Finally, the most important stat is real sports is wins. While it’s statistically inaccurate to say that a guy “is a winner,” it is accurate to say a player “has won X number of games.” Anyway, let me use those point to describe how fantasy football is leading us to significantly over-rate Cam Newton and miss out on the actual best rookies of this season.
Let me flesh out the comparison between Cam and the player I think should be the front-runner for ROY, Andy Dalton.
To start, Both the Bengals (2-14) and the Panthers (4-12) were horrible last year. This year, the Panthers, with Cam Newton at the helm, are 2-8, and still in last place in their division. The Bengals are 6-3 and within a half game of the lead in their division, one of the best in the NFL. It’s not just Dalton winning those games, but can you name another player on the Bengals? His supporting cast is just as bad as Newton’s. Dalton destroys Newton in getting the W and that is the most important thing that matters in actual sports.
In terms of touchdowns, Andy Dalton has thrown for 14 in nine games this season. Cam has thrown for 11s TDs in ten games. To his credit, he’s also run for 7 to Dalton’s 1. As far as overall scoring goes, it’s a dead heat. That said, several of Newton’s scores are one-yard plunges that he takes because Carolina has decided to use him that way. he still scores, but there are a lot more players on a roster that can run for one yard than there are players that can throw. Carolina uses Cam in those situations, but it’s not like he’s generating those scores single-handedly.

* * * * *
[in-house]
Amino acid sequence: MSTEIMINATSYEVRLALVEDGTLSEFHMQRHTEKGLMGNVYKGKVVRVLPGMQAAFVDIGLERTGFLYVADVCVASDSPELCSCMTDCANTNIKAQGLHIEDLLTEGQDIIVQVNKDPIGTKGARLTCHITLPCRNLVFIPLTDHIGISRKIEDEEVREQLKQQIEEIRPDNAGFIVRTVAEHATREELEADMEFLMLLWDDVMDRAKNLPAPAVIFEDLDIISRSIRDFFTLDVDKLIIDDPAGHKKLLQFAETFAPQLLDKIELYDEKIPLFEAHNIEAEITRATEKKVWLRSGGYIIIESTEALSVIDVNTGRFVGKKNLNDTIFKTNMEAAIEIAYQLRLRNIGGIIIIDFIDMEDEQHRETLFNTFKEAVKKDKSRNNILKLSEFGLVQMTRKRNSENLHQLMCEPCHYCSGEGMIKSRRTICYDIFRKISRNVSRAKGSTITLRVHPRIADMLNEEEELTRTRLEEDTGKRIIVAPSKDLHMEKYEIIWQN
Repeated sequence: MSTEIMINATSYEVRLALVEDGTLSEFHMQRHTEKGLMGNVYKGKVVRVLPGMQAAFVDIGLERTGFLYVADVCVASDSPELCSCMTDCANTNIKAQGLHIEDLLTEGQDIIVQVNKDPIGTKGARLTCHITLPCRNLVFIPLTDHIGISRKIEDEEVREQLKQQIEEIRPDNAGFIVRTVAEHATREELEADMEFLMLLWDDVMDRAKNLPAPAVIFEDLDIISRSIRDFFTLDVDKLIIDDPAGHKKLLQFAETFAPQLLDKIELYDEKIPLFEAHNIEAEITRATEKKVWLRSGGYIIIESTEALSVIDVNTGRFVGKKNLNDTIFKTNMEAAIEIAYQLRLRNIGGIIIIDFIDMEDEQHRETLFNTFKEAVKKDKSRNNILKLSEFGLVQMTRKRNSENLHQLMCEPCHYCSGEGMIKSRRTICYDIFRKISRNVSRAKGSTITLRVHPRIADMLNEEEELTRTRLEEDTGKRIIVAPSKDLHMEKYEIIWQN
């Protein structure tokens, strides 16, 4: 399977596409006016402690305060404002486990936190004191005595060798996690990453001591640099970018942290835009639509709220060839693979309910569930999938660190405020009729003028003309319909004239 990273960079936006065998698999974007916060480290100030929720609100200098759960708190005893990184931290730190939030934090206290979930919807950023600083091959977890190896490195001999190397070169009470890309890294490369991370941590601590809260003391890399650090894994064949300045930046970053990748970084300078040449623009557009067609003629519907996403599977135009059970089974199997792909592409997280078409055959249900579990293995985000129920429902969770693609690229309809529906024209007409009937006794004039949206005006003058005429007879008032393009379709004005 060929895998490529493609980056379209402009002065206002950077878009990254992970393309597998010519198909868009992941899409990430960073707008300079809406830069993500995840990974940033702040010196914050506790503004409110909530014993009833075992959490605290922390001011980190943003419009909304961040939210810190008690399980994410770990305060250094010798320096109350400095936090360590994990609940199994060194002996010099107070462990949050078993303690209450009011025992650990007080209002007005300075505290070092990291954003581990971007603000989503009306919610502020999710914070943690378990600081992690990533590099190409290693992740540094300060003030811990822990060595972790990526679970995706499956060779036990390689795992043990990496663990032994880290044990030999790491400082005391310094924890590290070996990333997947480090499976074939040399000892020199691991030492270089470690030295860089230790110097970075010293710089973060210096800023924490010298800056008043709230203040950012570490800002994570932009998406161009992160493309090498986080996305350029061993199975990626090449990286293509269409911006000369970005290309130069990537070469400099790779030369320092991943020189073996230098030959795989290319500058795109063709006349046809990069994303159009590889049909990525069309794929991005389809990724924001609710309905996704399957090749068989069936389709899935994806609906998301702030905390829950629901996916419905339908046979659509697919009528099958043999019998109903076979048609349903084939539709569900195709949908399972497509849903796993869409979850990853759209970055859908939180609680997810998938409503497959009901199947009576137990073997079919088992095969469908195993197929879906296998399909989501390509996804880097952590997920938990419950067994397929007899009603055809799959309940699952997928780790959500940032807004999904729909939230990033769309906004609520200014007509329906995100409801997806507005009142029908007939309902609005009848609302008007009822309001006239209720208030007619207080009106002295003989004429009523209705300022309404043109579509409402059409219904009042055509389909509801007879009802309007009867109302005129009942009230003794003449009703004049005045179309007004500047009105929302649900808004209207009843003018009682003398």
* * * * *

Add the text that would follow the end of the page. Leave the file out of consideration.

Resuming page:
Dalton has 10 turnovers to Newton’s 13, a slight edge for the ginger.
If you’re into quarterback ratings, they are identical, so don’t even try it.
Cam definitely has an edge in yards, 2,605 passing to Dalton’s 1,866; and 374 rushing to Dalton’s 26. But it’s also commonly known that losing teams throw the ball more late in the game and winning teams keep the ball on the ground. Cam loses, Dalton wins, it’s easy to see the discrepancy in yards. Dalton’s stats take a hit late in games because he’s good early in games. Cam gets statistically rewarded with buckets of prevent-defense garbage yards at the end of games because he’s bad early. When you factor in the passing attempts (327 to 287), Cam’s numbers are even less impressive. And as bad as the Panthers receiving corps is, it’s nowhere near as bad as the Bengals’ receivers, who are led by rookie A.J. Green and fall off a cliff after that.
In all seriousness, how is Cam Newton distinctively better than Andy Dalton? I don’t think he is. I don’t think he’s better than Denver’s Von Miller either. Miller has 9.5 sacks already and is the middle linebacker on one of the more impressive defenses in the NFL. If you didn’t see the Jets-Broncos game last night, you might think that Tim Tebow won it with his magic legs. If you did see the game, you’ll know that the Broncos defense was the game-changer and Miller (9 tackles, 1.5 sacks and a forced fumble) was the best player on that unit.
The point is that Cam Newton is not outstandingly better than the other rookies this year. He’s not even better than the other rookie quarterbacks in this class. But in my fantasy league, Cam Newton has scored the fourth most points among quarterbacks. And Dalton is 16th. This is why people think Cam Newton is so great. It has nothing to do with what happens in the actual games. Fantasy scoring rewards exactly the type of player that Cam newton is, but post-season awards shouldn’t.